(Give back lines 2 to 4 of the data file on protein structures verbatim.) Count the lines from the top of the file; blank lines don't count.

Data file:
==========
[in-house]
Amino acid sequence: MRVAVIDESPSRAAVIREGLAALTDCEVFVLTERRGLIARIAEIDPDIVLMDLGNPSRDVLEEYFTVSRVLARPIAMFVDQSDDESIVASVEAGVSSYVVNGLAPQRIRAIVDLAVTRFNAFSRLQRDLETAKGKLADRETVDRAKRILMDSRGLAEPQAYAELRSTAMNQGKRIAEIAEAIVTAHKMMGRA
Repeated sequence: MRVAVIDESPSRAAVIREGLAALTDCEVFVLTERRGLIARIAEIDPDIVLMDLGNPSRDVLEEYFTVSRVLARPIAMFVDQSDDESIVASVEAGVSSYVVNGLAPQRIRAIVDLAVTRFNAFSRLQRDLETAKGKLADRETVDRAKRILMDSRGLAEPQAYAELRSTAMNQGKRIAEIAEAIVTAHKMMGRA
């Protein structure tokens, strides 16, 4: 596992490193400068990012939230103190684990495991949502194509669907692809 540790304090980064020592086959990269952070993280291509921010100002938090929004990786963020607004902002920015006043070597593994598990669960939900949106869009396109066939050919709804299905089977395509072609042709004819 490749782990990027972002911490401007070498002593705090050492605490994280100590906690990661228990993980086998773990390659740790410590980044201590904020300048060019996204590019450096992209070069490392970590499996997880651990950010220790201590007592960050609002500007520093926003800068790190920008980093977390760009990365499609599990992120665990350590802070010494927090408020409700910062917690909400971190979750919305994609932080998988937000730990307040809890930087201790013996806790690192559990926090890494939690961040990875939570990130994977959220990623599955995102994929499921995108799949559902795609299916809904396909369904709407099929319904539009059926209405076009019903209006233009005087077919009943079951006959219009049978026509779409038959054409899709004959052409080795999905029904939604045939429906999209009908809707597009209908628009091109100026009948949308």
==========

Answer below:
Amino acid sequence: MRVAVIDESPSRAAVIREGLAALTDCEVFVLTERRGLIARIAEIDPDIVLMDLGNPSRDVLEEYFTVSRVLARPIAMFVDQSDDESIVASVEAGVSSYVVNGLAPQRIRAIVDLAVTRFNAFSRLQRDLETAKGKLADRETVDRAKRILMDSRGLAEPQAYAELRSTAMNQGKRIAEIAEAIVTAHKMMGRA
Repeated sequence: MRVAVIDESPSRAAVIREGLAALTDCEVFVLTERRGLIARIAEIDPDIVLMDLGNPSRDVLEEYFTVSRVLARPIAMFVDQSDDESIVASVEAGVSSYVVNGLAPQRIRAIVDLAVTRFNAFSRLQRDLETAKGKLADRETVDRAKRILMDSRGLAEPQAYAELRSTAMNQGKRIAEIAEAIVTAHKMMGRA
């Protein structure tokens, strides 16, 4: 596992490193400068990012939230103190684990495991949502194509669907692809 540790304090980064020592086959990269952070993280291509921010100002938090929004990786963020607004902002920015006043070597593994598990669960939900949106869009396109066939050919709804299905089977395509072609042709004819 490749782990990027972002911490401007070498002593705090050492605490994280100590906690990661228990993980086998773990390659740790410590980044201590904020300048060019996204590019450096992209070069490392970590499996997880651990950010220790201590007592960050609002500007520093926003800068790190920008980093977390760009990365499609599990992120665990350590802070010494927090408020409700910062917690909400971190979750919305994609932080998988937000730990307040809890930087201790013996806790690192559990926090890494939690961040990875939570990130994977959220990623599955995102994929499921995108799949559902795609299916809904396909369904709407099929319904539009059926209405076009019903209006233009005087077919009943079951006959219009049978026509779409038959054409899709004959052409080795999905029904939604045939429906999209009908809707597009209908628009091109100026009948949308």